Objective: To investigate the impact of prostatitis on serum
prostate-specific antigen (PSA) level in patients with benign
prostatic hyperplasia (BPH).
Methods: A total of 15 BPH patients with prostatitis who
were treated in our department from January 2006 to January
2011 were enrolled in this study. These patients, aged 54-
86 years (mean: 66 years), had lower urinary tract symptoms
(LUTS). LUTS was aggravated in 12 patients, among whom 10
experienced acute retention of urine and 3 were hospitalized due
to increased serum PSA levels. Of these 15 patients, the IPSS
scores ranged 22-28 (mean ± SD: 26±3.22). The prostate showed
moderate hyperplasia in 14 patients and severe hyperplasia in 1
patient. THe serum PSA levels ranged 22.4-156.8 ng/mL in four
patients (mean ± SD: 82.4±22.2 ng/mL). Ten patients received
routine prostatic fluid test, whihc illustrated the presence of
white blood cell findings (+-+++). Five patients with acute
prostatitis who did not receive prostate massage experienced
increased haemogram, fever, and perineal pain. All the 15
patients underwent prostate biopsy and were diagnosed as BPH
and prostatitis, while no prostate cancer was identified. Twelve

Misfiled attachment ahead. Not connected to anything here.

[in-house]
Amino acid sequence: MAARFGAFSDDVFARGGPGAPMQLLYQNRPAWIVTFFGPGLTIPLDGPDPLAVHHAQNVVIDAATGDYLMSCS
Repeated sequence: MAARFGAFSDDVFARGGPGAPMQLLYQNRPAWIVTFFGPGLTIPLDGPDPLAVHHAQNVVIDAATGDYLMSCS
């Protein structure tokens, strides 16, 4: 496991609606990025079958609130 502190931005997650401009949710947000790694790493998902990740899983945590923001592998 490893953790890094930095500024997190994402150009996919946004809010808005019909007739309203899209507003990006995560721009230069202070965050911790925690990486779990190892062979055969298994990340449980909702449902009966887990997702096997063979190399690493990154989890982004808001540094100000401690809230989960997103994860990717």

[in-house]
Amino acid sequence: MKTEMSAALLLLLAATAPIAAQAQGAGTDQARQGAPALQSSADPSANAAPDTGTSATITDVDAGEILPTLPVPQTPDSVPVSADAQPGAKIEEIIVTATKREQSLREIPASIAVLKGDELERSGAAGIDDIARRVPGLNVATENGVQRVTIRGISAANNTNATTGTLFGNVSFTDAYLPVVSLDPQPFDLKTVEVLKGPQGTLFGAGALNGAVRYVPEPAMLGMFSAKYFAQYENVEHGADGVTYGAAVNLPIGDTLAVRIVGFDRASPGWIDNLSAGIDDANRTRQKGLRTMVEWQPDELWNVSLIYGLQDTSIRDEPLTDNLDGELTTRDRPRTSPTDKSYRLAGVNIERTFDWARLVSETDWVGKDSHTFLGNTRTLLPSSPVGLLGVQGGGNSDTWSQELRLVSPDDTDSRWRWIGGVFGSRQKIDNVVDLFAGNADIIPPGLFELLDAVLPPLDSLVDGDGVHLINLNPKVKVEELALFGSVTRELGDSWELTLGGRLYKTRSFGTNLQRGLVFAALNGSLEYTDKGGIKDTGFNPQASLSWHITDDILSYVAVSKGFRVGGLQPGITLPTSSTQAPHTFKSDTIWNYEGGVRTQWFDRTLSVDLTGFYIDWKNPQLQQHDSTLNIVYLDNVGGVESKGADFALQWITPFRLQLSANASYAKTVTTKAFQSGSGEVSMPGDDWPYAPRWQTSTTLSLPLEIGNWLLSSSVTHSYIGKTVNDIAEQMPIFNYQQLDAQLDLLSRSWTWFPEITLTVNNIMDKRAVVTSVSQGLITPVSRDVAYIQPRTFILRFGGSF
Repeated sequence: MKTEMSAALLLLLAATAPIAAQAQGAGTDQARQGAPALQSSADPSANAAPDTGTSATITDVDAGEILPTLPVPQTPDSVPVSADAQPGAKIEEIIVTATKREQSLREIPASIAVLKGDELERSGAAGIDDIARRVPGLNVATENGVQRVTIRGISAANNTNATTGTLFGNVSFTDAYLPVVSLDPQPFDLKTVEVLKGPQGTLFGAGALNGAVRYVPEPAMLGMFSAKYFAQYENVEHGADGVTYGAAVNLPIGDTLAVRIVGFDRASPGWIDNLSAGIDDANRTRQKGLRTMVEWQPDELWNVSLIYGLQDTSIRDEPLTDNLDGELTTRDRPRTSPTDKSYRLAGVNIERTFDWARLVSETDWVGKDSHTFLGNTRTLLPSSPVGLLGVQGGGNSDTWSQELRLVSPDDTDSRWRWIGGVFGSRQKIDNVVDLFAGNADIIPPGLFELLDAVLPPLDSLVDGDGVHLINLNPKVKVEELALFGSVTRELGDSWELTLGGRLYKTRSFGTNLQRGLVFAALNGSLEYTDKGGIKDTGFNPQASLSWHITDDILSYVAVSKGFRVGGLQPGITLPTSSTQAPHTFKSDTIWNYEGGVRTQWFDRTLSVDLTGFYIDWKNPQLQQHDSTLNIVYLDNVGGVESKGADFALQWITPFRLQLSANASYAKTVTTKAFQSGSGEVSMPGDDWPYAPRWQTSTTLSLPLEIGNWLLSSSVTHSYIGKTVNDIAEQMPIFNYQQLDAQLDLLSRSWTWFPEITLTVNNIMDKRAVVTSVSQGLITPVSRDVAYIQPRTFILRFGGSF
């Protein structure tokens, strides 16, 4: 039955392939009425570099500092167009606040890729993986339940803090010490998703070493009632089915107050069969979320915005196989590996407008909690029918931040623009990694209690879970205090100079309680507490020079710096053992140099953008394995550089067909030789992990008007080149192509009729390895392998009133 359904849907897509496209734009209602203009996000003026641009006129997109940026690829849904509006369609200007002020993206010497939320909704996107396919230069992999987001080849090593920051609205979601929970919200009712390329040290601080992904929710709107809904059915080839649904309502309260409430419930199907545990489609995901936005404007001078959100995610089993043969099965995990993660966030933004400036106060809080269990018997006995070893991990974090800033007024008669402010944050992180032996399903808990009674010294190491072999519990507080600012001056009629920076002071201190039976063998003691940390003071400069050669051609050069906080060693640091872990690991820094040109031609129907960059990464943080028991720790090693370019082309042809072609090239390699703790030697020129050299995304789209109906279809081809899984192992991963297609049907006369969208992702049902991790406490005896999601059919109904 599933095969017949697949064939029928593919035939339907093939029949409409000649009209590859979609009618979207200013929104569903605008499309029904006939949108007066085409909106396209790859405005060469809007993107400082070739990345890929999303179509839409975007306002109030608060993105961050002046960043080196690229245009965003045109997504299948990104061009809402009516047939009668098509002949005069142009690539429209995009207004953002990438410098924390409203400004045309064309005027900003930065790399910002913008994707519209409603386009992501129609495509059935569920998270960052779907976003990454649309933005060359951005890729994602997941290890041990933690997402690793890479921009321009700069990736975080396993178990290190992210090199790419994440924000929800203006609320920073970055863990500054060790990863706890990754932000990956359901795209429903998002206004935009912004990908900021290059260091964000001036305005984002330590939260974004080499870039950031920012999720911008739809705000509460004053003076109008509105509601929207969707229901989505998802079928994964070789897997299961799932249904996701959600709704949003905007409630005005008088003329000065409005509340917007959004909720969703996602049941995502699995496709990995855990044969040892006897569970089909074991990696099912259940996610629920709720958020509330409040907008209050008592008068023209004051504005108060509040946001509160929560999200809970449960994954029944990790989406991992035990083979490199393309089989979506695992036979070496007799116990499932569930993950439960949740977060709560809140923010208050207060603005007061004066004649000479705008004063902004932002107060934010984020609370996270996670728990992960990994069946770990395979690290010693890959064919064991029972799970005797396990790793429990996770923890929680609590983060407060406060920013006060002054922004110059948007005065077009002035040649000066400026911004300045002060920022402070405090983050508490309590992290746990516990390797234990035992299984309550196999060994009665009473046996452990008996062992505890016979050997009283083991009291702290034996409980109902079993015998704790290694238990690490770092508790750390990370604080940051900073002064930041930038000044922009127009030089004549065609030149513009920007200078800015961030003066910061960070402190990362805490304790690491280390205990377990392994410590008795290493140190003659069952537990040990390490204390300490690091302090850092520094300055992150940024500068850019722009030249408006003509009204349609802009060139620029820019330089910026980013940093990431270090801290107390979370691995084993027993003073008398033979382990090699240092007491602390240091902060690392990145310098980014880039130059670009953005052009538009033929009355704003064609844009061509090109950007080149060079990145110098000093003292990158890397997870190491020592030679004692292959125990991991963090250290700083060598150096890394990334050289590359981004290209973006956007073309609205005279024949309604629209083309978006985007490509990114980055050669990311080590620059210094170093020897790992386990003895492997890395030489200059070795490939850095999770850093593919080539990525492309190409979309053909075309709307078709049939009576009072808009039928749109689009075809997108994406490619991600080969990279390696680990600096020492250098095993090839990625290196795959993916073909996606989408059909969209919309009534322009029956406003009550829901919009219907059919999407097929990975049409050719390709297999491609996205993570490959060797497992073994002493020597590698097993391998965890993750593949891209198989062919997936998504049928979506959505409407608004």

patients underwent surgical treatment and 3 received expectant
Results: Pre-operative biopsy was performed for all patients.
Although the serum PSA level increased among these patients,
prostate cancer was not screened. The pre-operative serum PSA
was decreased after anti-bacterial treatment. Twelve patients
received surgical treatment, and the post-operative pathology
confirmed the diagnosis of BPH and prostatitis. Three patients
underwent expectant treatment after anti-bacterial treatment,
and their PSA gradually returned normal.
Conclusions: BPH with prostatitis can damage the glandular
epithelium and thus destroy the barrier formed by basal cells;
as a result, the leakage of PSA increases the serum PSA level.
Proper anti-bacterial therapy can effectively lower PSA value and
improve LUTS. For BPH patients with prostatitis and increased
PSA, anti-bacterial therapies may be applied. Meanwhile, PSA
may be followed up; if PSA decreases, prostate biopsy and/or
surgery can be postponed.